Late last month, the news came out that the Nuestras Raices Little Miss Hispanic Delaware beauty pageant was dethroning its latest winner, Jakiyah McCoy, after she was unable to provide documentation of her “Hispanic heritage.” McCoy is black, and it appears that she was the only contestant required to prove her ethnicity, suggesting that Latin@s cannot look black.
Since then, the pageant has released a letter trying to clear up the mess. They claim that her skin color had nothing to do with the incident, and that from now on, all contestants will be required to prove their heritage. In fact, “the current Little Miss Hispanic, Meriana Ayala, has blonde hair and very fair skin. She is also required to provide documentation to confirm her Hispanic lineage.”
But, Nuestras Raices is still missing the point: ethnicity and Latinidad are not something so simple and static that they can be contained within one person’s appearance or birth certificate.
That a little black girl or a blonde and blue-eyed girl should have to prove her Latinidad (my feelings about “Latin@” over ”Hispanic” won’t fit within this post) shows that the organization still operates under the belief that to look Latin@, you can only be caramel colored, with perhaps a hint of indigeneity in your features. But we know that this is not the case (hello Afro-Latin@ populations all throughout Latin American–you too Mexico–and descendants of European immigrants in Brazil, Argentina, Chile, etc.). And Nuestras Raices should too.
But this was not Nuestras Raices’ biggest mistake. As an organization dedicated to “breaking popular stereotypes” and “uniting all [...] that work in favor of the Latin community in order to unify and maximize positive results” they are not very sensitive to the realities of their community. Suggesting that a Latin@ is not a “real” Latin@ because they do not have documents to prove it is pretty f*cking ironic don’t you think? We’ve got 11 million undocumented immigrants in this country being denied proof that they are “real” Americans and now Jakiyah can’t even be Latina without documents.
What the pageant also failed to acknowledge is the history of racial relations in the Dominican Republic, where Jakiyah’s grandmother was born. Many black Dominicans have roots or connections to Haiti, and the relationship between the two sides of this one island have been strained at best, violent at worst. In 1937, under the Trujillo dictatorship, Dominican forces massacred 20,000 ethnic Haitians in what is now known as the Parsley Massacre. Even after that, many Haitians continue to cross the border to live in the more developed Dominican Republic and escape devastating poverty in their country. Many come without documents and end up in Dominican bateyes, or sugar plantations, working in near slavery conditions and isolated from society. Because their parents never had documents, those working in the bateyes today do not have citizenship and therefore have no right – much less access – to basic services like school or healthcare. This means that there are people whose families have been in the Dominican Republic for generations and still are not citizens.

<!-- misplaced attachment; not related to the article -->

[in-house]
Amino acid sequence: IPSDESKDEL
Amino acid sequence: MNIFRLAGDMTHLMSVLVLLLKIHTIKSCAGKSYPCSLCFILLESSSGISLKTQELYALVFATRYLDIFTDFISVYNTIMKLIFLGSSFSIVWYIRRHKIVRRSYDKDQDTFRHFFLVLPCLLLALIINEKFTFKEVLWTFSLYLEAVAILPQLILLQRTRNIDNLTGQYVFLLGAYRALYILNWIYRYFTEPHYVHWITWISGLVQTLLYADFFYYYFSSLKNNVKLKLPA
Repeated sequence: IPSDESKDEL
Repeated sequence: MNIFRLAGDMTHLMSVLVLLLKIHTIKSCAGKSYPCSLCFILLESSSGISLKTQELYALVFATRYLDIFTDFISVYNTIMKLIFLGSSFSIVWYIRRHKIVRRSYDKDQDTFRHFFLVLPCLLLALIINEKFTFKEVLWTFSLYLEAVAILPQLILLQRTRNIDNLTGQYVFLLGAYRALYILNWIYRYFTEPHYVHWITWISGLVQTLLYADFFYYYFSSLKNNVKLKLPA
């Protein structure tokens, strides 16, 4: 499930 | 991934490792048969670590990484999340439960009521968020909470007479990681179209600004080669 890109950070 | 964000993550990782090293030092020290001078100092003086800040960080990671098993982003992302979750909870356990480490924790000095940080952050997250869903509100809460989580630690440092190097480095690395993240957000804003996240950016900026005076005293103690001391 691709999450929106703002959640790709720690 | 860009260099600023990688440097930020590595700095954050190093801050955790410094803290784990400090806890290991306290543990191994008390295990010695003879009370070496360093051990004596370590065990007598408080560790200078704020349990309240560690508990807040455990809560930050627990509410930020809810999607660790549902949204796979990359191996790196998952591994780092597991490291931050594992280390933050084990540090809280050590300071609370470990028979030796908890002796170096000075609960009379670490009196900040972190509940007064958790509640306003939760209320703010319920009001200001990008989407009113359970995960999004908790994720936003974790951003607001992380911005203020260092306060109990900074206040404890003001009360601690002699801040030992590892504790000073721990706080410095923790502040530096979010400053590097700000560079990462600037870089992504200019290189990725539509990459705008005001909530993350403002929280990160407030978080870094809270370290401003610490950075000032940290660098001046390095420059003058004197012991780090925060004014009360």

Oh, and it gets worse. Earlier this month, the Dominican Constitutional Court passed a ruling that “annulled the citizenship of anyone born in the country to noncitizens after 1929.” So basically, if your parents were immigrants, you are not a citizen, in spite of being born in the Dominican Republic. And needless to say, you are not a citizen of Haiti either. The Dominican Republic just rendered approximately 200,000 people stateless (not including those already living in the bateyes), and most of them were black, of Haitian descent.
What if Jakiyah’s grandmother had been Haitian? Would the pageant have disqualified her automatically for what could be a difference of a few miles?
The Dominican Republic is not the only place with people who were born in the country living without documents–”undocumented citizens” if you will. While I was living in Brazil, the government was launching a big campaign to get people to regulate their documents and that of their children. Many Brazilians living in isolated rural areas simply had not done so, having been born at home or in a rural clinic without the travel time, money or interest to start the long, bureaucratic process. I’m sure that similar barriers exist in other Latin American countries.
This is all compounded by the hierarchy of documentation here in the U.S., where poor people of color are often barred from accessing this metaphorical “ticket” to services, rights and opportunities.
After all this, it might seem understandable that Jakiyah’s family did not have documents to prove her grandmother’s Dominican citizenship. I do not see beauty pageants as an effective way to “improve the self esteem and vision of Latinos in our community,” and most definitely not pageants that discriminate just like any other hegemonic institution.
Juliana Britto Schwartz probably dresses up like Frida Kahlo a little too often.